Wallpaper


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My walls have a knockdown finish and I want to put some wallpaper up. What is the best way to treat the wall finish before papering?
 
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Hi,

Well said Doug.

After preparing the wall I always wipe over with the palm of my hand just to double check there or no small bumps left.

I always apply lining paper first even if its not needed;


A half filled bucket of clean warm water and an old tea towel for cleaning up. I never use scissors for trimming paper once its hung; once my paper is on the wall it stays on the wall; I trim by gently pushing a 4" filling knife/wallpaper scraper tightly into the joint then carefully run a SHARP utility knife along the scraper on the waste side of the paper moving the scraper along the joint until the cut is completed; take care not to cut fingers; saves having to pull the freshly hung paper away from the wall in order to gain scissor access leaving a strong glue bond and a very neatly cut line. Try both cutting with scissors and using the knife method to see which suits best because we are all different. I use a paperhanging brush for final smoothing to remove air pockets.

Papering ceilings is a bit more difficult but with a bit of practice it gets much easier.

For poor walls then Wallrock comes into its own but it's more expensive and more difficult to apply because it requires hanging with a special strong adhesive;

https://www.wallpaperdirect.com/products/wallrock/wallrock-fibreliner-55-double-roll/68664

I used Wallrock lining paper on both the ceiling and upper walls in our master bedroom because although I ensured ever blemish and crack was filled I didn't want to be going back in a few years to do the job again. With the Wallrock applied I then gave two coats of top quality paint.

I agree with Doug though; have fun wallpapering; take your time and if a mistake is made its not the end of the world it just wastes a length of paper and a drop of paste; I enjoy hanging paper it's the hard graft getting everything ready which takes all the time and effort. One thing a homeowner has is plenty of time unlike a professional decorator who needs to earn a living.

Before I start papering I always paint and finish any trim like skirting boards and architrave.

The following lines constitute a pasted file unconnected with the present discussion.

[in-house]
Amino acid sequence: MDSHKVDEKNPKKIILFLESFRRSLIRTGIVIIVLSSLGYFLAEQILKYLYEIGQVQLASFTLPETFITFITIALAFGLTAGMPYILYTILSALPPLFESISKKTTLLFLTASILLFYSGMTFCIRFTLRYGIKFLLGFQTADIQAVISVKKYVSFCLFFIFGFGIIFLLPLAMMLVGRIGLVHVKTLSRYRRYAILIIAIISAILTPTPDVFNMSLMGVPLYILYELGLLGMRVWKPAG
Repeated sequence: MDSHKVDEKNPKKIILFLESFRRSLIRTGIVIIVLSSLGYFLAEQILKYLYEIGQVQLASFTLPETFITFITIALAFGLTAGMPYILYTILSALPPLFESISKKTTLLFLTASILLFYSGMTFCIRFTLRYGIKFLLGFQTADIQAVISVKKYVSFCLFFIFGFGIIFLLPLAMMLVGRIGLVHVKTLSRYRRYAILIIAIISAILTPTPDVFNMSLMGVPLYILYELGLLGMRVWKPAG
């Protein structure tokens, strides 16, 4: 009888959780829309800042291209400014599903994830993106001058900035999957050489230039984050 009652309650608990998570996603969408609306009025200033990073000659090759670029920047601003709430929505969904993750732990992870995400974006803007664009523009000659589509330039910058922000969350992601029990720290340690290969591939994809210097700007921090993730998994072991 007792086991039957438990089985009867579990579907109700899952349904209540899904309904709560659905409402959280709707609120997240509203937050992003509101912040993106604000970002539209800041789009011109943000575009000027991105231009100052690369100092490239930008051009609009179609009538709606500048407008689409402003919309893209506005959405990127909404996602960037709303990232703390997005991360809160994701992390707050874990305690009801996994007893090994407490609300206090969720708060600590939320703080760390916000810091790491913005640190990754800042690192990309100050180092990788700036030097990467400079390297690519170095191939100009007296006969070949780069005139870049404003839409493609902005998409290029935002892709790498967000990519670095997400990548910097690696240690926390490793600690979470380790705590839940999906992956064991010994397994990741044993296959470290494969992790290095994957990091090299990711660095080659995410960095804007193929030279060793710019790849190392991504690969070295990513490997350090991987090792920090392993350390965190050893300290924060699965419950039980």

I'm sure there'll be lots of papering videos on YouTube to help you.

Kind regards, Colin.

lining paper_001.JPG

Our front room receiving a comprehensive makeover nearing completion The walls above dado level are painstaking prepared using lining paper; this paper is heavyweight and because it's being painted the lining paper is hung vertically. I also designed the new fireplace wooden mantle and wall paneling frames making them all in the workshop. A new quality carpet completed the job.

lining paper_002.JPG

Bron and I like stately homes so we decided to install our own coffered ceiling; this is made entirely of 18mm thick MDF; I did the lot including making the mouldings. Very much on topic with this thread I used Wallrock very heavy lining paper with its special adhesive on the ceiling applying this after the woodwork was completed and painted; Each paper panel was cut slightly large then when hung trimmed using the scraper and utility knife; every joint is perfect. I also used the Wallrock on the walls above the wainscot panelling.

lining paper_003.JPG


The coffered ceiling finished; a new light pendant was installed. Just because a job has been done a certain way previously it doesn't mean it can't be changed; I enjoy all aspects of DIY and take great care to do the best possible job I can after all doing the work myself means I can afford to buy best materials having saved a lot of money on labour.

Before getting stuck into papering Johnny may I suggest you consider all the alternatives because a bit of imagination and patience can really work wonders. I'm certainly not a decorator by trade and I detested woodwork at school.

A nicely papered room looks excellent but with a bit of thought it can look outstanding. Visitors to our home are always amazed by how we've transformed it and all because Bron enjoys crafts and I enjoy experimenting.

Something to think about?

Kind regards, Colin.
 
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Hi,

Many thanks andrenanikol. :)

I enjoy leaving my comfort zone; if someone tells me I can't do something I always think because they can't do it I can and enjoy proving them wrong. Our neighbours openly laughed at us 31 years ago when Bron and I told them we were going to replace the leaking roof on our main bungalow and the roof over the rear two roomed extension; I researched how to install a new roof for 18 months whilst we saved the money for the materials. We successfully replaced both roofs then one of the neighbours who had laughed at us found he now needed a new roof and had the cheek to ask if we would do the work for him; we politely declined but I always believe even a raw novice with determination and doing plenty of research up front can do wonderful work to the highest standards. I'm no one special but I'm not scared to have a go at anything; the only way to really fail is not to try?